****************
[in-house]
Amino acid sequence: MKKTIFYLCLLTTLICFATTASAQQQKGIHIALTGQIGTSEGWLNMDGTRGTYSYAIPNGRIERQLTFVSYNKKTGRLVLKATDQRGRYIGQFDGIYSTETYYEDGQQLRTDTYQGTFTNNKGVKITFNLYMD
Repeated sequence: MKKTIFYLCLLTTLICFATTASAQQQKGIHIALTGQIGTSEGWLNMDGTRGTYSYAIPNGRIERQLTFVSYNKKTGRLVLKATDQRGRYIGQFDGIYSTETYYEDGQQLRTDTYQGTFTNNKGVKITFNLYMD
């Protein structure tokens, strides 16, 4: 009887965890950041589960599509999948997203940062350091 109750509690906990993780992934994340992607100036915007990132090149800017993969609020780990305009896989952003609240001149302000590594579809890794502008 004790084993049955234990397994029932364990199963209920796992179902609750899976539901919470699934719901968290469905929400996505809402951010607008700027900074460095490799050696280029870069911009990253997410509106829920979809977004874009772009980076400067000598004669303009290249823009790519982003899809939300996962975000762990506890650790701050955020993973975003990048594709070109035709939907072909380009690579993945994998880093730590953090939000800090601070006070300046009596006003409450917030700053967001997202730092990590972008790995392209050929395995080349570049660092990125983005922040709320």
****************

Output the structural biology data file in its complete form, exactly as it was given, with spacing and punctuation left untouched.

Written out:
[in-house]
Amino acid sequence: MKKTIFYLCLLTTLICFATTASAQQQKGIHIALTGQIGTSEGWLNMDGTRGTYSYAIPNGRIERQLTFVSYNKKTGRLVLKATDQRGRYIGQFDGIYSTETYYEDGQQLRTDTYQGTFTNNKGVKITFNLYMD
Repeated sequence: MKKTIFYLCLLTTLICFATTASAQQQKGIHIALTGQIGTSEGWLNMDGTRGTYSYAIPNGRIERQLTFVSYNKKTGRLVLKATDQRGRYIGQFDGIYSTETYYEDGQQLRTDTYQGTFTNNKGVKITFNLYMD
């Protein structure tokens, strides 16, 4: 009887965890950041589960599509999948997203940062350091 109750509690906990993780992934994340992607100036915007990132090149800017993969609020780990305009896989952003609240001149302000590594579809890794502008 004790084993049955234990397994029932364990199963209920796992179902609750899976539901919470699934719901968290469905929400996505809402951010607008700027900074460095490799050696280029870069911009990253997410509106829920979809977004874009772009980076400067000598004669303009290249823009790519982003899809939300996962975000762990506890650790701050955020993973975003990048594709070109035709939907072909380009690579993945994998880093730590953090939000800090601070006070300046009596006003409450917030700053967001997202730092990590972008790995392209050929395995080349570049660092990125983005922040709320």